by Emily Lackey
Children always follow the mother. That’s what my mother always used to say. And it was true for my sister Kelly and me. Every time our worlds fell apart, we would end up in our mother’s kitchen, washing the dishes and sitting at her pockmarked table until light returned to the world, sometimes just at its edges. Even after so many years, what my mother said was still true. How else could I explain why I visited my mother every day once she moved into a nursing home? How else could I explain why my oldest daughter, April, followed me there too, coming every day after her twelve-hour shift ended and refilling my mother’s cup with water and thickener so she wouldn’t choke? We took turns, the two of us, stirring the pureed food the underpaid dining staff delivered on plates, adjusting my mother’s legs on the pillow we propped under them, and righting her head that, lately, seemed too heavy for her neck.
What my mother’s adage didn’t explain, however, was why my youngest daughter, Caitlin, had decided to move three states away to go back to school and really invest in her work as an artist. Caitlin would say that she moved away because her therapist, Rebecca, said she needed to start making decisions for herself for a change, but who knows. What Rebecca said to my daughter in the privacy of her vanilla and cinnamon scented office was doctor-patient privilege, so I don’t know if any of that was true.
“Do you think I should call Caitlin?” I asked April. She was spooning pureed turkey into my mother’s mouth, opening her mouth wide as if to demonstrate. “She looks worse today, don’t you think?”
“She looks fine,” April said, scraping a spill from my mother’s chin and bringing it back for a second try.
Before the nursing home, I barely saw my mother. She was always out of town or busy running errands or hiking in the woods or, toward the end, letting the phone ring and ring forever without picking up. But all it took to finally convince me that she needed help was one surprise visit and a hole burned through the door of her microwave. When I asked her what had happened, she said she didn’t know, that she lost a few days in there somewhere.
The decision was easy after that. It was easier having her here where I knew she was being taken care of. Plus I could see her whenever I wanted, which very quickly became every day, partly out of guilt and partly because I liked making her room feel like home, lugging bins of seasonal decorations into the nursing home every few months and sitting with her during craft time so she wasn’t so alone.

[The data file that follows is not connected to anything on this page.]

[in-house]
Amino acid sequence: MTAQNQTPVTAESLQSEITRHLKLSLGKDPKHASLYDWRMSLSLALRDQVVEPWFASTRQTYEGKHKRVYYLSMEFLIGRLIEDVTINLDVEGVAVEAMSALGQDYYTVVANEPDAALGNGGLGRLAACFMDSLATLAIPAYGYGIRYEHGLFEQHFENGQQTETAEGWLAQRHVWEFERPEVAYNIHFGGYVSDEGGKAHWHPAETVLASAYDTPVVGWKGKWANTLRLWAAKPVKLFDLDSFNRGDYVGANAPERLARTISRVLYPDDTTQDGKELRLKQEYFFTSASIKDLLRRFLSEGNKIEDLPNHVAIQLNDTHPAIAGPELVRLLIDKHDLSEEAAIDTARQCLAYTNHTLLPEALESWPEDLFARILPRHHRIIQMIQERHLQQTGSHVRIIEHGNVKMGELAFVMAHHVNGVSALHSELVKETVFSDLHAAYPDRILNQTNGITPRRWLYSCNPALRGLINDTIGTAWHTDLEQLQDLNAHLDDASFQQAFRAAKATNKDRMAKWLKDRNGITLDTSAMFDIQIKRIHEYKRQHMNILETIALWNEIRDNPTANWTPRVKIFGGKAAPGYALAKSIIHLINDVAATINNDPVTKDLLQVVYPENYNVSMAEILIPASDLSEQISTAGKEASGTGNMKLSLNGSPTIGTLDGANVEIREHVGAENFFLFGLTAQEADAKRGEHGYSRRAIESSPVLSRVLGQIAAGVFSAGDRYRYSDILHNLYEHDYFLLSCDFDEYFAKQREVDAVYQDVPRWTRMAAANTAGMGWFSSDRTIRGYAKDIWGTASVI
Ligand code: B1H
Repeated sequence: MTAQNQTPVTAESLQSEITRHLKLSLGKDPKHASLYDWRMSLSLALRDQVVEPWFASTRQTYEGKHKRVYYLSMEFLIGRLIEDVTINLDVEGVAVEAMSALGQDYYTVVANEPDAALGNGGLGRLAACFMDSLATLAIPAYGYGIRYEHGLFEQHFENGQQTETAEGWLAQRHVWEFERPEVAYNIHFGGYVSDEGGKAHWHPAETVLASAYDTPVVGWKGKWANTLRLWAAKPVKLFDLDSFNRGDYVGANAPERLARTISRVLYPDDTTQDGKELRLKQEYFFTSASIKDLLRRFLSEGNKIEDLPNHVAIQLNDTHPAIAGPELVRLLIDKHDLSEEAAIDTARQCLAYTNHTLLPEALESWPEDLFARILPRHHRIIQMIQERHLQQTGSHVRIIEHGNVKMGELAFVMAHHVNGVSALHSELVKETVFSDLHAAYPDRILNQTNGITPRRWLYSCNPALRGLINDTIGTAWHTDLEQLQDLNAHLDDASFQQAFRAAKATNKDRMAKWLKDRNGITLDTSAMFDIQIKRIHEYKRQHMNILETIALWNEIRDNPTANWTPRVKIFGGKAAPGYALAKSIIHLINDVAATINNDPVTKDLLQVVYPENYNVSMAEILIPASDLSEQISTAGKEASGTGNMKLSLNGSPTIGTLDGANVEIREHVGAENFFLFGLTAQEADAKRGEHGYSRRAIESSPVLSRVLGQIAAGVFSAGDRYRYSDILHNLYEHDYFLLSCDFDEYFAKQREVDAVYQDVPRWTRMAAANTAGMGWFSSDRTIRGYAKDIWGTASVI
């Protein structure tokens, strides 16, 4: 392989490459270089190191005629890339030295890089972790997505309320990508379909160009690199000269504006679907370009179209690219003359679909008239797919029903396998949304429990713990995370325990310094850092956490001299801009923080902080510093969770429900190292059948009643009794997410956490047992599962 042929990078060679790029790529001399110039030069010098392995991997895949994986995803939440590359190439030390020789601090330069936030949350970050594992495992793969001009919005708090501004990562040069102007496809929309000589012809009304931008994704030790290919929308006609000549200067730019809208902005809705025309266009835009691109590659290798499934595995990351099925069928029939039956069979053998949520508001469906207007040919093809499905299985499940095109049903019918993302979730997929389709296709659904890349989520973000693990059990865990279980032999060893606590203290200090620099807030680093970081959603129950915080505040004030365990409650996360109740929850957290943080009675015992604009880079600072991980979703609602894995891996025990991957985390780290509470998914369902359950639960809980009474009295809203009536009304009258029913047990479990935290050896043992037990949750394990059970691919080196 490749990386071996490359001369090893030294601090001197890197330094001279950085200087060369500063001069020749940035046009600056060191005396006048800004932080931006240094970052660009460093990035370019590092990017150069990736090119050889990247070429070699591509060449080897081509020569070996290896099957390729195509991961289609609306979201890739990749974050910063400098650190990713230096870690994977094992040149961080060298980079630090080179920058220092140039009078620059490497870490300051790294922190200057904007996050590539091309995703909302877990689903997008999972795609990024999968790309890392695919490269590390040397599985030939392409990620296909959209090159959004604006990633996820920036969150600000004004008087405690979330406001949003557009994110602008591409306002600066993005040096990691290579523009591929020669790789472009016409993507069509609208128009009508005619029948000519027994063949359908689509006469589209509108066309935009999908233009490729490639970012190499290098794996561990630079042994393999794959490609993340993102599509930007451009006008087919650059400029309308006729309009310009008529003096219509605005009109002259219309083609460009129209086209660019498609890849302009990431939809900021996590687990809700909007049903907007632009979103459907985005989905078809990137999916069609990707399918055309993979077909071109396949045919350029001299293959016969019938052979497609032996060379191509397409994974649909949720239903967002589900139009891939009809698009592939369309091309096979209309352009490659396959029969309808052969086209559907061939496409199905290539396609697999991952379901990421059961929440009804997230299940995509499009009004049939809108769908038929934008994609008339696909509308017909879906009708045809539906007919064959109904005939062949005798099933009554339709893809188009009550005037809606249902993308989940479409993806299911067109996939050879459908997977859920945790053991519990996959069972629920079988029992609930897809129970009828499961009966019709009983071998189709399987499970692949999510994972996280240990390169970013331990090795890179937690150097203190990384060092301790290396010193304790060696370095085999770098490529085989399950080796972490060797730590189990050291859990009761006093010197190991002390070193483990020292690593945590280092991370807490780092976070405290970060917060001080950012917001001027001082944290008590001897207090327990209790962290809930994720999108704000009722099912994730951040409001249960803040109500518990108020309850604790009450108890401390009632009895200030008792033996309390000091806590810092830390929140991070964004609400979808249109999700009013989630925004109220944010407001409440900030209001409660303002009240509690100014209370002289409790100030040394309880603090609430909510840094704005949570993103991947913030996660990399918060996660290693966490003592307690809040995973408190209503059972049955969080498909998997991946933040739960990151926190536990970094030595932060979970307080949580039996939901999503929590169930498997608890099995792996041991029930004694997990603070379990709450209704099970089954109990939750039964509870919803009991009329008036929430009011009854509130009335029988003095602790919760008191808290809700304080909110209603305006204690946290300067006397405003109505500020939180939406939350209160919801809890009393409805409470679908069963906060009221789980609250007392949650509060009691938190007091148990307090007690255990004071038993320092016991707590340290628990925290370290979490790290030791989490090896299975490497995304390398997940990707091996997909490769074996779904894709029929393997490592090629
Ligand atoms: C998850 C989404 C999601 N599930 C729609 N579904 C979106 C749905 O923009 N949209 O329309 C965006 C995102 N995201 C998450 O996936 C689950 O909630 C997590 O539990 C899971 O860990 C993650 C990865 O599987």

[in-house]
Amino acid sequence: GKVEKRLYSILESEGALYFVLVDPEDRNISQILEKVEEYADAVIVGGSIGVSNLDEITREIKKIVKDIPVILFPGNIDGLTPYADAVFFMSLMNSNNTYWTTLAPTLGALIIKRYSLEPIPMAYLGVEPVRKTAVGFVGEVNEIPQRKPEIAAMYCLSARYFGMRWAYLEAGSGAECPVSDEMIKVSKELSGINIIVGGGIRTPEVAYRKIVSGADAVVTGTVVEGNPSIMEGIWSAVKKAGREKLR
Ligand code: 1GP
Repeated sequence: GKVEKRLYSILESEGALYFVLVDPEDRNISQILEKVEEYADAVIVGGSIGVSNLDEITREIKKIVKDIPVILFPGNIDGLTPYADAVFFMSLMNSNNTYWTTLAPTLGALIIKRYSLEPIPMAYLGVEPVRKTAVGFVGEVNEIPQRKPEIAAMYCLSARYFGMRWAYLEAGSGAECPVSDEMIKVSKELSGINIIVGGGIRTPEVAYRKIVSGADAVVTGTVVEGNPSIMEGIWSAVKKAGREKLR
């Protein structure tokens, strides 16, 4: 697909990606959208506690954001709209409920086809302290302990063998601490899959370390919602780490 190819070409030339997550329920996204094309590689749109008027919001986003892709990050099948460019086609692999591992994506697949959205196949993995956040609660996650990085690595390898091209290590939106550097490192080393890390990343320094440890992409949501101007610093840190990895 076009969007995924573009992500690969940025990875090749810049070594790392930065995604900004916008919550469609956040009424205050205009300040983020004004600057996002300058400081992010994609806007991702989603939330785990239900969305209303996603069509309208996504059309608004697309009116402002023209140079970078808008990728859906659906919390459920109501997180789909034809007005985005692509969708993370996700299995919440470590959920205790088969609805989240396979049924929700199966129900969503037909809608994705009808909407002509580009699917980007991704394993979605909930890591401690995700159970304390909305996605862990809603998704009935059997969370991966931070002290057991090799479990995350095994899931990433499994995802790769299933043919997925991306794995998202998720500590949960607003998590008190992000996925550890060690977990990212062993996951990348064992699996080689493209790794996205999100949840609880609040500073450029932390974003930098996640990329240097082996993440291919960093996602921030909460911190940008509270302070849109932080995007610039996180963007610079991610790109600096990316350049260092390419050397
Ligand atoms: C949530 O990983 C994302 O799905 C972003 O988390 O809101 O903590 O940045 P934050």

Craft time was my favorite time. After a few years in the nursing home, my mother had stopped participating, but I would still cut out the orange leaves and pink hearts and blue eggs and spread the backs of whatever holiday-themed shapes we were making with glue so that all my mother had to do was hold them in her hand and stick them just about anywhere. Most of the residents left their art projects on the table when they were done, but I took each of the things my mother made home. I lined them up in every room, until, eventually, my house was full of snowmen made from painted tomato cans and turkey headbands cut into the shape of my mother’s hands.
I didn’t know why April couldn’t see what I saw—how my mother’s physical state was getting worse every day—but it was the thing we fought about the most. Some days I asked April more than once if she thought today was the day, if I should call Caitlin and tell her to come home, because it was really happening this time, wasn’t it? My mother was really dying.
“She’s still eating,” April said. “People who are dying don’t eat three meals a day.”
“She’s barely eating,” I said, which was partly true, because she had been losing weight consistently ever since she moved into the home, even though she sometimes devoured an entire plate of dessert without ever seeming to chew. The other day April brought a chocolate milkshake from McDonald’s that my mother sucked down without stopping to breathe.
But the next day the nurse handed me my mother’s weekly report and it said she had lost 2.7 pounds.
“That’s almost half a pound a day,” I said to April when she arrived, holding the paper out like some sort of proof. “I’m calling your sister.”
“Fine,” April said, tossing the report on the radiator. “But she’s not going to come.”
“Why wouldn’t she come?”
“It’s mid-terms,” April said. “She’s busy.”
April didn’t have to remind me how busy Caitlin was. Every night I scrolled through the column of unanswered text messages on my phone that I had sent her in the weeks since we last spoke. Some nights I would calculate the time in between timestamps like a checkbook that wouldn’t balance.
“She’ll come,” I said, lifting a forkful of mashed peas to my mother’s mouth. She kept her mouth firmly shut.
“Here,” April said, bringing a spoonful of cherry pie to my mother’s mouth, and my mother’s blue eyes widened when she wrapped her lips around it.
It had been fewer than twenty-four hours since I called Caitlin and left a message telling her that this was it, that she needed to come, and then there she was, standing in the doorway to my mother’s room while April changed her sheets, looking too afraid to come in.